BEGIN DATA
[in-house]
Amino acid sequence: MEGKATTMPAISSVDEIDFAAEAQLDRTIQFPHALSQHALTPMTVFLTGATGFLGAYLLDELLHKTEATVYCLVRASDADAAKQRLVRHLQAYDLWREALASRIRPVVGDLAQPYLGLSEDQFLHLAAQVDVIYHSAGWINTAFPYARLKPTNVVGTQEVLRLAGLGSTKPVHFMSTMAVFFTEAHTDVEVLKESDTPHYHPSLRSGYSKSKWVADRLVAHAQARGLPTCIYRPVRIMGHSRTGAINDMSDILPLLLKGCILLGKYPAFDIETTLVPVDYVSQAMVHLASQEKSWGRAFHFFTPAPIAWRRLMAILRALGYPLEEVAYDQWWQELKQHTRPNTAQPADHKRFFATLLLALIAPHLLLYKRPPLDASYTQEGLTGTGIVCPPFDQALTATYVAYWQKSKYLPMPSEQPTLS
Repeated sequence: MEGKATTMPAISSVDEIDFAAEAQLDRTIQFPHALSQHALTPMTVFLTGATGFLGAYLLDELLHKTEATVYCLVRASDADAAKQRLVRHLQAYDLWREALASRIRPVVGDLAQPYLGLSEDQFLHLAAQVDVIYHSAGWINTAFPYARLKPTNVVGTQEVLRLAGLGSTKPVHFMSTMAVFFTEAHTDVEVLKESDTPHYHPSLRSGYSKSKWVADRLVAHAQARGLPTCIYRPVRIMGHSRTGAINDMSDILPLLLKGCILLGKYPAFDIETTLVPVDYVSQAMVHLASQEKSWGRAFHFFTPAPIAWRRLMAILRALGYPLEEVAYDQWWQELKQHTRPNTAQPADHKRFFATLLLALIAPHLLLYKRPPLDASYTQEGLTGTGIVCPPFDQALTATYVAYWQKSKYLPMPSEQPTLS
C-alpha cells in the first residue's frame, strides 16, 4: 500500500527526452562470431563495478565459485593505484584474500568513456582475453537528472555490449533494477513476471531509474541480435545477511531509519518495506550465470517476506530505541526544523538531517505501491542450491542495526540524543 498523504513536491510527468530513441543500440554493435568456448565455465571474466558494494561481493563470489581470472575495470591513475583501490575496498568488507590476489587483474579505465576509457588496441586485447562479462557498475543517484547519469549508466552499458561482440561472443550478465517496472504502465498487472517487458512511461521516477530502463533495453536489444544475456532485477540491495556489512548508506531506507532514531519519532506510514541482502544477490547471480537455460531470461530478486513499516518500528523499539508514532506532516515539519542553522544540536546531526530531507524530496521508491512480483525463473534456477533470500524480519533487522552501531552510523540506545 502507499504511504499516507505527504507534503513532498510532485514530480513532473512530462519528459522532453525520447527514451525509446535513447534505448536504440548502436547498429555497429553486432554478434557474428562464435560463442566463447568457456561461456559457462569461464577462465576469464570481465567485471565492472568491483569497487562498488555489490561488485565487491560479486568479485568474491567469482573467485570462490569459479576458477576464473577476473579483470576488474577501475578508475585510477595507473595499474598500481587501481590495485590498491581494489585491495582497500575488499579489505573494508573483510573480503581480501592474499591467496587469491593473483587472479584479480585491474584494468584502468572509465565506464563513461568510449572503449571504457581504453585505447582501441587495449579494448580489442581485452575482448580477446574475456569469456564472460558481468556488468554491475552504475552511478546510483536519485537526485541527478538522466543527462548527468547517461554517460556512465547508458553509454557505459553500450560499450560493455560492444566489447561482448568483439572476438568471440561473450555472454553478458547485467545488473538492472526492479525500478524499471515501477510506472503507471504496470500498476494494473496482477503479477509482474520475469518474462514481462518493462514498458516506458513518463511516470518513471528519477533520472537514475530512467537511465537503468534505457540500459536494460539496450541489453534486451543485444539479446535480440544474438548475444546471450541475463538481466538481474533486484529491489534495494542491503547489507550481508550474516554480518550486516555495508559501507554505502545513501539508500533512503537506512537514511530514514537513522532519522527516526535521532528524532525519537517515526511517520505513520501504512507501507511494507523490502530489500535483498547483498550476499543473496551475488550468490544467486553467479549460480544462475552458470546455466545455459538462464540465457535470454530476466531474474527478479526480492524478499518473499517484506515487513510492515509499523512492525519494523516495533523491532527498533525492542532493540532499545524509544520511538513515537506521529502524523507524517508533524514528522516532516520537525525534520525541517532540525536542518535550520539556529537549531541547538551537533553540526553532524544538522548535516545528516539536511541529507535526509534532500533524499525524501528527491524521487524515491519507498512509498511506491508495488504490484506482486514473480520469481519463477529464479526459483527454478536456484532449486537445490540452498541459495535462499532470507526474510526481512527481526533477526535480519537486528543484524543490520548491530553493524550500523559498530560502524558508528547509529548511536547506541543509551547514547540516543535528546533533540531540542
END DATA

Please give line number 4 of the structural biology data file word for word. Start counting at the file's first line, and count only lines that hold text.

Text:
C-alpha cells in the first residue's frame, strides 16, 4: 500500500527526452562470431563495478565459485593505484584474500568513456582475453537528472555490449533494477513476471531509474541480435545477511531509519518495506550465470517476506530505541526544523538531517505501491542450491542495526540524543 498523504513536491510527468530513441543500440554493435568456448565455465571474466558494494561481493563470489581470472575495470591513475583501490575496498568488507590476489587483474579505465576509457588496441586485447562479462557498475543517484547519469549508466552499458561482440561472443550478465517496472504502465498487472517487458512511461521516477530502463533495453536489444544475456532485477540491495556489512548508506531506507532514531519519532506510514541482502544477490547471480537455460531470461530478486513499516518500528523499539508514532506532516515539519542553522544540536546531526530531507524530496521508491512480483525463473534456477533470500524480519533487522552501531552510523540506545 502507499504511504499516507505527504507534503513532498510532485514530480513532473512530462519528459522532453525520447527514451525509446535513447534505448536504440548502436547498429555497429553486432554478434557474428562464435560463442566463447568457456561461456559457462569461464577462465576469464570481465567485471565492472568491483569497487562498488555489490561488485565487491560479486568479485568474491567469482573467485570462490569459479576458477576464473577476473579483470576488474577501475578508475585510477595507473595499474598500481587501481590495485590498491581494489585491495582497500575488499579489505573494508573483510573480503581480501592474499591467496587469491593473483587472479584479480585491474584494468584502468572509465565506464563513461568510449572503449571504457581504453585505447582501441587495449579494448580489442581485452575482448580477446574475456569469456564472460558481468556488468554491475552504475552511478546510483536519485537526485541527478538522466543527462548527468547517461554517460556512465547508458553509454557505459553500450560499450560493455560492444566489447561482448568483439572476438568471440561473450555472454553478458547485467545488473538492472526492479525500478524499471515501477510506472503507471504496470500498476494494473496482477503479477509482474520475469518474462514481462518493462514498458516506458513518463511516470518513471528519477533520472537514475530512467537511465537503468534505457540500459536494460539496450541489453534486451543485444539479446535480440544474438548475444546471450541475463538481466538481474533486484529491489534495494542491503547489507550481508550474516554480518550486516555495508559501507554505502545513501539508500533512503537506512537514511530514514537513522532519522527516526535521532528524532525519537517515526511517520505513520501504512507501507511494507523490502530489500535483498547483498550476499543473496551475488550468490544467486553467479549460480544462475552458470546455466545455459538462464540465457535470454530476466531474474527478479526480492524478499518473499517484506515487513510492515509499523512492525519494523516495533523491532527498533525492542532493540532499545524509544520511538513515537506521529502524523507524517508533524514528522516532516520537525525534520525541517532540525536542518535550520539556529537549531541547538551537533553540526553532524544538522548535516545528516539536511541529507535526509534532500533524499525524501528527491524521487524515491519507498512509498511506491508495488504490484506482486514473480520469481519463477529464479526459483527454478536456484532449486537445490540452498541459495535462499532470507526474510526481512527481526533477526535480519537486528543484524543490520548491530553493524550500523559498530560502524558508528547509529548511536547506541543509551547514547540516543535528546533533540531540542